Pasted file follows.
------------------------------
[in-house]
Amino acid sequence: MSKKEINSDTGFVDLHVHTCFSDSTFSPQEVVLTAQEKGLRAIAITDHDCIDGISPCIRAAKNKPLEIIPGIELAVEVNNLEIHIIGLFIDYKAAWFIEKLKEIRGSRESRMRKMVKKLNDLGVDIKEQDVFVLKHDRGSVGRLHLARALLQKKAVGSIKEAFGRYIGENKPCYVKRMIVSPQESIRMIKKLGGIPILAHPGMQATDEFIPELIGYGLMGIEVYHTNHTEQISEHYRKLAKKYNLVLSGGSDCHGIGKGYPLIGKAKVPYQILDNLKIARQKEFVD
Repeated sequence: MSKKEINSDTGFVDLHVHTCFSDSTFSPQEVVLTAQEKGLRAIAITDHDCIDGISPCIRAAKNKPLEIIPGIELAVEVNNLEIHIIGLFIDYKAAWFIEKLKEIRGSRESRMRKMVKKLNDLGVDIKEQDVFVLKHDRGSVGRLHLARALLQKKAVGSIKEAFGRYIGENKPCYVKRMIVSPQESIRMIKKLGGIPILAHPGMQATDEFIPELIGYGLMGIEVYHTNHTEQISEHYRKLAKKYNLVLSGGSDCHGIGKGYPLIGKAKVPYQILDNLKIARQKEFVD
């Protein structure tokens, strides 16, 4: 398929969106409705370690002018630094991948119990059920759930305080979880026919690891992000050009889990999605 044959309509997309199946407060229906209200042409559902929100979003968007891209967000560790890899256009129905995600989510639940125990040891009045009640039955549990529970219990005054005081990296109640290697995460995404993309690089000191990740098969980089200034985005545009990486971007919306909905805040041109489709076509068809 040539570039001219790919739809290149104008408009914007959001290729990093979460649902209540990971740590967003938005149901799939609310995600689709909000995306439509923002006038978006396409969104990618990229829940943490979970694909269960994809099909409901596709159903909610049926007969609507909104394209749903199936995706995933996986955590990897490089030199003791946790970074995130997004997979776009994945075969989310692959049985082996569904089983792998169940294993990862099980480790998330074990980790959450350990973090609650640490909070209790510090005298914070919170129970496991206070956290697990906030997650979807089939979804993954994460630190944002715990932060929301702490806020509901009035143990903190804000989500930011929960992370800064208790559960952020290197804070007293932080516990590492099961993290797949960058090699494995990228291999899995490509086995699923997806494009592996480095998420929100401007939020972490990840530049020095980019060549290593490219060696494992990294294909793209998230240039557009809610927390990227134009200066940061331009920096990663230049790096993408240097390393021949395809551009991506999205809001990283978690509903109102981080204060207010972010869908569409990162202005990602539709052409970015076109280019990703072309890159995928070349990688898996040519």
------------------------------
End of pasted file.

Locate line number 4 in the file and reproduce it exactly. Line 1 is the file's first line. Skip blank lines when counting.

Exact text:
């Protein structure tokens, strides 16, 4: 398929969106409705370690002018630094991948119990059920759930305080979880026919690891992000050009889990999605 044959309509997309199946407060229906209200042409559902929100979003968007891209967000560790890899256009129905995600989510639940125990040891009045009640039955549990529970219990005054005081990296109640290697995460995404993309690089000191990740098969980089200034985005545009990486971007919306909905805040041109489709076509068809 040539570039001219790919739809290149104008408009914007959001290729990093979460649902209540990971740590967003938005149901799939609310995600689709909000995306439509923002006038978006396409969104990618990229829940943490979970694909269960994809099909409901596709159903909610049926007969609507909104394209749903199936995706995933996986955590990897490089030199003791946790970074995130997004997979776009994945075969989310692959049985082996569904089983792998169940294993990862099980480790998330074990980790959450350990973090609650640490909070209790510090005298914070919170129970496991206070956290697990906030997650979807089939979804993954994460630190944002715990932060929301702490806020509901009035143990903190804000989500930011929960992370800064208790559960952020290197804070007293932080516990590492099961993290797949960058090699494995990228291999899995490509086995699923997806494009592996480095998420929100401007939020972490990840530049020095980019060549290593490219060696494992990294294909793209998230240039557009809610927390990227134009200066940061331009920096990663230049790096993408240097390393021949395809551009991506999205809001990283978690509903109102981080204060207010972010869908569409990162202005990602539709052409970015076109280019990703072309890159995928070349990688898996040519």